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Sidney Blumenthal writes about the implosion of the Bush Administration’s state-of-exception legal regime.
In private, Bush Administration sub-Cabinet officials who have been instrumental in formulating and sustaining the legal “war paradigm” acknowledge that their efforts to create a system for detainees separate from due process, criminal justice and law enforcement have failed. One of the key framers of the war paradigm (in which the president in his wartime capacity as commander in chief makes and enforces laws as he sees fit, overriding the constitutional system of checks and balances), who a year ago was arguing vehemently for pushing its boundaries, confesses that he has abandoned his belief in the whole doctrine, though he refuses to say so publicly. If he were to speak up, given his seminal role in formulating the policy and his stature among the Federalist Society cadres that run it, his rejection would have a shattering impact, far more than political philosopher Francis Fukuyama’s denunciation of the neoconservatism he formerly embraced. But this figure remains careful to disclose his disillusionment with his own handiwork only in off-the-record conversations. Yet another Bush legal official, even now at the commanding heights of power, admits that the administration’s policies are largely discredited. In its defense, he says without a hint of irony or sarcasm, “Not everything we’ve done has been illegal.” He adds, “Not everything has been ultra vires” — a legal term referring to actions beyond the law.
In fact Blumenthal is quoting remarks by a very senior Bush Administration official made at a recent off-the-record conference in response to my speech, “The Danger of Being Hated.” It was a response that indeed left jaws hanging because it conceded most of the critique.
In any event, Sid’s point is correct. The whole legal edifice that the Loyal Bushies created as a platform from which to conduct their “war on terror” has now collapsed. What remains are scattered ruins. And the authors now by and large agree that the entire scheme was, from the outset, driven by “politics.” When they make that admission, they mean perhaps to construct the Imperial Presidency. But in fact, as we will see soon enough, they all believe in an Imperial Presidency only when their man inhabits the White House, not otherwise. That is, the true motivation was purely partisan politics, which, as Pope says, “at best is but the madness of many for the gain of a few.” And to manipulate the law for such purposes is reprehensible.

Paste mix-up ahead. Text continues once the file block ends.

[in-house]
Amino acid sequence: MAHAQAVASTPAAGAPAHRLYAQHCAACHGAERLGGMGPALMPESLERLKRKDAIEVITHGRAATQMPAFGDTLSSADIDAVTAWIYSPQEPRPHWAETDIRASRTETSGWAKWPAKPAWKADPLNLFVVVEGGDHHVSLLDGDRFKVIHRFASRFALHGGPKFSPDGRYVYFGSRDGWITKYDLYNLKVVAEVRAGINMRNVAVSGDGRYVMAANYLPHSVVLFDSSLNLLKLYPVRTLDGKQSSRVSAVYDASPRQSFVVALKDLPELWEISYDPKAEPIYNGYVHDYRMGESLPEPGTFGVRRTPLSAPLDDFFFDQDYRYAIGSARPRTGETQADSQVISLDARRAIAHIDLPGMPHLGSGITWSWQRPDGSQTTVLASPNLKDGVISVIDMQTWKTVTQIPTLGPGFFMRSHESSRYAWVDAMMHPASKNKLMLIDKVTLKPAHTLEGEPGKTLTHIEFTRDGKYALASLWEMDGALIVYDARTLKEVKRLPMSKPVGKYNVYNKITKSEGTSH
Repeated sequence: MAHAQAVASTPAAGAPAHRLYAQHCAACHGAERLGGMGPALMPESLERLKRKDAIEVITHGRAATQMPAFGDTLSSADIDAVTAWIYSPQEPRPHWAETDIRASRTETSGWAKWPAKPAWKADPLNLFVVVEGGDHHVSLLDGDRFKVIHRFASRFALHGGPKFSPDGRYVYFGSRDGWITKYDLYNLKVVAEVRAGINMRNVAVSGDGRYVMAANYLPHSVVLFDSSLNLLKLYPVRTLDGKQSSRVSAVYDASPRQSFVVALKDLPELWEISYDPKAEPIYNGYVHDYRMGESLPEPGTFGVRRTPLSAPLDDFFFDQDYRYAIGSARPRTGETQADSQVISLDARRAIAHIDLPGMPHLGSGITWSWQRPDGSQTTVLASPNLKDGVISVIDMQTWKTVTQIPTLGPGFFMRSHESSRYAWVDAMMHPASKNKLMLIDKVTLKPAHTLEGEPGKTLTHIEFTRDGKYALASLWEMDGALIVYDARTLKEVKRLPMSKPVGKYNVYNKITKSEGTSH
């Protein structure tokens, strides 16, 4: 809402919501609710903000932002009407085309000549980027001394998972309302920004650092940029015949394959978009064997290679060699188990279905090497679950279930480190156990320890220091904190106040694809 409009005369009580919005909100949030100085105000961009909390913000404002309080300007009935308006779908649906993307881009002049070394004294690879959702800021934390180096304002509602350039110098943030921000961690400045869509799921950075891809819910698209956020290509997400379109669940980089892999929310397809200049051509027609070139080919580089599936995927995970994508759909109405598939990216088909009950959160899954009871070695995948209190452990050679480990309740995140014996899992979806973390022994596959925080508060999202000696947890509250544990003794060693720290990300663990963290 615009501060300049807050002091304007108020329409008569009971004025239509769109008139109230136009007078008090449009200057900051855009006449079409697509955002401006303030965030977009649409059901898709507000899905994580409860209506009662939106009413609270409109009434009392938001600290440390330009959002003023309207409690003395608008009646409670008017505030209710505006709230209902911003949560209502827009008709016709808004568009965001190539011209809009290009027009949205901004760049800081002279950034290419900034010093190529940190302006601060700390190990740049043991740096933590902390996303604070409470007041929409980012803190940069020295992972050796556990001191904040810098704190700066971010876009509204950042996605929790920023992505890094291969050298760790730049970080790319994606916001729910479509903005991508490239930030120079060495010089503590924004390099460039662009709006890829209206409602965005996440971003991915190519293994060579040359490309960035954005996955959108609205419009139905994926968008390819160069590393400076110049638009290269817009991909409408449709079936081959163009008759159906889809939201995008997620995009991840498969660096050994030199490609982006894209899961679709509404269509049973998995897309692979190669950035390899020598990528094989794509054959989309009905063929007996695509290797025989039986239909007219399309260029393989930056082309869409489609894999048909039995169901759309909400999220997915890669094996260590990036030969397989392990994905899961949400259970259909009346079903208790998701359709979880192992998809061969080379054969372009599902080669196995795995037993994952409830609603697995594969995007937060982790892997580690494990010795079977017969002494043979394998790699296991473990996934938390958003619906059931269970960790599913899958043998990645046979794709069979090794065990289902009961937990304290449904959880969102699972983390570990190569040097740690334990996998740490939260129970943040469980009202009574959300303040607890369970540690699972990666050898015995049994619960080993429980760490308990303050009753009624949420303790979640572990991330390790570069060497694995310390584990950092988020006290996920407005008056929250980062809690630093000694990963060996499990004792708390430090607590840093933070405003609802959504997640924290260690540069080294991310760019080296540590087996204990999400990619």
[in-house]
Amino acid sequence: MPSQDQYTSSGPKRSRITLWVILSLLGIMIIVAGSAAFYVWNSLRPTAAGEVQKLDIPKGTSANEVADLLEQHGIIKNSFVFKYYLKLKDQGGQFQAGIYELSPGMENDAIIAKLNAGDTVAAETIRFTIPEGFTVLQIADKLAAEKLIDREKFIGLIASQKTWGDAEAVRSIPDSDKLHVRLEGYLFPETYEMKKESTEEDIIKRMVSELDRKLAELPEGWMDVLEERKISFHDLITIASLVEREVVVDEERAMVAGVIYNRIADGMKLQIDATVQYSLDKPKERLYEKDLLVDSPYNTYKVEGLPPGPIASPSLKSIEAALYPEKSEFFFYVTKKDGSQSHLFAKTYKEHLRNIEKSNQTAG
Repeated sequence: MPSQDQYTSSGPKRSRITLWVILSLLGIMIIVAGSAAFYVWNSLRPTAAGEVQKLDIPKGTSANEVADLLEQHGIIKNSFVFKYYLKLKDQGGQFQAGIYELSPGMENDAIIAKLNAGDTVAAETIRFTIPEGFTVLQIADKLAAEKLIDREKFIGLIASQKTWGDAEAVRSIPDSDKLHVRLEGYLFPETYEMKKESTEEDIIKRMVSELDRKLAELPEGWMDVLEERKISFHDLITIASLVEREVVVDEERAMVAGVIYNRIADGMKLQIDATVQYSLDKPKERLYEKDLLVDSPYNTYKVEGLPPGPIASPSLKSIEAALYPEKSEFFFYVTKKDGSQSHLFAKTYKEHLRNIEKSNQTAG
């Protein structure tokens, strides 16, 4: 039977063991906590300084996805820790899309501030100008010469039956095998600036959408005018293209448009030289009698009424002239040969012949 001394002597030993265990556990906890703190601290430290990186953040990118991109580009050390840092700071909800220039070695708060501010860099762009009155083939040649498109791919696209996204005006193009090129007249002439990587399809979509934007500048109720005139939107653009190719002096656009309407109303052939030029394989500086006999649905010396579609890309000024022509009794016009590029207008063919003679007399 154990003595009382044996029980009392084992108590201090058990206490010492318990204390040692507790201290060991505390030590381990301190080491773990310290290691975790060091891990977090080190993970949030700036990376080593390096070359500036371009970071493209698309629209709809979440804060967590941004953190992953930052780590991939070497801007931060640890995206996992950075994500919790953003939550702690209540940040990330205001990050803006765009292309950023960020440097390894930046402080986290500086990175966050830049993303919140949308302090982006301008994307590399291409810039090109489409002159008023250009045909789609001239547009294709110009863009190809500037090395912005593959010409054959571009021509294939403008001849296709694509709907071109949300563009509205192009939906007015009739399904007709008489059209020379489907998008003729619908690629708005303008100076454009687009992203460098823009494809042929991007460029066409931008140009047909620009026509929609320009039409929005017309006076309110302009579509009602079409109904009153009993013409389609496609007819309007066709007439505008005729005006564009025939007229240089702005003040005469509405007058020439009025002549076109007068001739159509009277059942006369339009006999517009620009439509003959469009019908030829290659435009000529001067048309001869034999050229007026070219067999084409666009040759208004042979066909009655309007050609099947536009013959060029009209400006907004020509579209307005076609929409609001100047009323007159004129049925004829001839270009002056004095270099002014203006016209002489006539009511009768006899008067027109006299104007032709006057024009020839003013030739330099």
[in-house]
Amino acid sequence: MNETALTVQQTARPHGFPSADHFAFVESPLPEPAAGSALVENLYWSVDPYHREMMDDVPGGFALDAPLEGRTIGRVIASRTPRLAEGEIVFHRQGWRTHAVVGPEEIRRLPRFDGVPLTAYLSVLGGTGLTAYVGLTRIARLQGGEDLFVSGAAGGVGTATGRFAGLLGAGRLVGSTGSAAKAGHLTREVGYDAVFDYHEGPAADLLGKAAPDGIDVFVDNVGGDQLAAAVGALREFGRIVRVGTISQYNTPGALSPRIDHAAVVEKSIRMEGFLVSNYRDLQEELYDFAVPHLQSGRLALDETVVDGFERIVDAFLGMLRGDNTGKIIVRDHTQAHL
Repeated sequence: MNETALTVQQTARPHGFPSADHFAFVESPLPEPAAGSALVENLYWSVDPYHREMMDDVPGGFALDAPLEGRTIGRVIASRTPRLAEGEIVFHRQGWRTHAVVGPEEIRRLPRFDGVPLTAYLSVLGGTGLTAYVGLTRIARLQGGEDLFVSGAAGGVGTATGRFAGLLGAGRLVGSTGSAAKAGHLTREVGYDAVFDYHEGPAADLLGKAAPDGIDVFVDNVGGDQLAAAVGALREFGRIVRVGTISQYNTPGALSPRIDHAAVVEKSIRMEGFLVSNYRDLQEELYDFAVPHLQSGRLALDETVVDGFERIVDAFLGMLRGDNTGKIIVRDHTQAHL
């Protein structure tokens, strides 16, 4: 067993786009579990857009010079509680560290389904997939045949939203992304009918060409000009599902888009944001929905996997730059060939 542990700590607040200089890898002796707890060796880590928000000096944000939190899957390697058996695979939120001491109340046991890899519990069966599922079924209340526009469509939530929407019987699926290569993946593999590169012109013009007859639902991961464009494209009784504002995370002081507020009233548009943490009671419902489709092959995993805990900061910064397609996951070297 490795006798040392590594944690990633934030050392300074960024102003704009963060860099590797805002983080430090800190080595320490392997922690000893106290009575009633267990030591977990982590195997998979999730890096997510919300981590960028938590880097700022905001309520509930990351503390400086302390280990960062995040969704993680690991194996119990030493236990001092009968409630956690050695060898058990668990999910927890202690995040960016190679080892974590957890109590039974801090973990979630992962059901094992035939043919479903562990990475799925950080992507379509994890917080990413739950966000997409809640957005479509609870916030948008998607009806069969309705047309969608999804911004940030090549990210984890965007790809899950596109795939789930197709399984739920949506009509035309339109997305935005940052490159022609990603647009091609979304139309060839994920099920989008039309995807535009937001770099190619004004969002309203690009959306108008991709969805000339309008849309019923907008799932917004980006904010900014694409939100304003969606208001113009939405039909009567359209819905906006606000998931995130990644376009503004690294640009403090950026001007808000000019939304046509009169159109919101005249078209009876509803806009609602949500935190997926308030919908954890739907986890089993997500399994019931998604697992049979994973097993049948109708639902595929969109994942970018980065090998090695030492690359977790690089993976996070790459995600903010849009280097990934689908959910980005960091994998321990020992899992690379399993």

More from Scott Horton:
Six Questions — October 18, 2014, 8:00 pm
Nathaniel Raymond on CIA interrogation techniques.
Mark Denbeaux on the NCIS cover-up of three “suicides” at Guantánamo Bay Detention Camp
Trudy Lieberman reports on the failed promise of the Affordable Care Act, Sarah A. Topol explores Ukraine’s struggle for a national identity, Dave Madden spends a week in Hollywood’s toughest comedy club, and more
Amount bin Laden paid to replace each cricket ball hit into his compound, according to a local boy:
Butterflies and moths remember their lives as caterpillars.
Piñatas resembling Donald Trump, who was fired from NBC after calling Mexican immigrants rapists, went on sale in Mexico.
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“Shelby is waiting for something. He himself does not know what it is. When it comes he will either go back into the world from which he came, or sink out of sight in the morass of alcoholism or despair that has engulfed other vagrants.”